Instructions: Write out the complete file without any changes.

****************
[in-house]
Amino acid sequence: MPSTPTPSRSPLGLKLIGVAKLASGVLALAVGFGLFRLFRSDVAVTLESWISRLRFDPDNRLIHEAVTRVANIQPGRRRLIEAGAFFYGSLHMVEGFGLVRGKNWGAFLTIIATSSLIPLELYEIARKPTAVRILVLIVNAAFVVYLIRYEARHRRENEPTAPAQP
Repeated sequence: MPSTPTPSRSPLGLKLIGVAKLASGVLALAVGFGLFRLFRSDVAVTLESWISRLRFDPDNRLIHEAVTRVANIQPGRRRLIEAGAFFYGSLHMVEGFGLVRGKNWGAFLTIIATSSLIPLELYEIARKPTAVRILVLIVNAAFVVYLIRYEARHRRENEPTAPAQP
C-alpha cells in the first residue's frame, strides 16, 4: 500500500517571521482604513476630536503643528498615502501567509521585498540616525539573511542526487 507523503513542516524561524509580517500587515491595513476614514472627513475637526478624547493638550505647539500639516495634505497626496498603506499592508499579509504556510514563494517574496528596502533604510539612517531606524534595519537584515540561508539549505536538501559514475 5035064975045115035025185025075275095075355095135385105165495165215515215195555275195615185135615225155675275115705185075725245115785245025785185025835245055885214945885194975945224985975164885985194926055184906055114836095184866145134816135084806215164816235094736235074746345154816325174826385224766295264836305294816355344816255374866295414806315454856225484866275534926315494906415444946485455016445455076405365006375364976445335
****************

[in-house]
Amino acid sequence: MPSTPTPSRSPLGLKLIGVAKLASGVLALAVGFGLFRLFRSDVAVTLESWISRLRFDPDNRLIHEAVTRVANIQPGRRRLIEAGAFFYGSLHMVEGFGLVRGKNWGAFLTIIATSSLIPLELYEIARKPTAVRILVLIVNAAFVVYLIRYEARHRRENEPTAPAQP
Repeated sequence: MPSTPTPSRSPLGLKLIGVAKLASGVLALAVGFGLFRLFRSDVAVTLESWISRLRFDPDNRLIHEAVTRVANIQPGRRRLIEAGAFFYGSLHMVEGFGLVRGKNWGAFLTIIATSSLIPLELYEIARKPTAVRILVLIVNAAFVVYLIRYEARHRRENEPTAPAQP
C-alpha cells in the first residue's frame, strides 16, 4: 500500500517571521482604513476630536503643528498615502501567509521585498540616525539573511542526487 507523503513542516524561524509580517500587515491595513476614514472627513475637526478624547493638550505647539500639516495634505497626496498603506499592508499579509504556510514563494517574496528596502533604510539612517531606524534595519537584515540561508539549505536538501559514475 5035064975045115035025185025075275095075355095135385105165495165215515215195555275195615185135615225155675275115705185075725245115785245025785185025835245055885214945885194975945224985975164885985194926055184906055114836095184866145134816135084806215164816235094736235074746345154816325174826385224766295264836305294816355344816255374866295414806315454856225484866275534926315494906415444946485455016445455076405365006375364976445335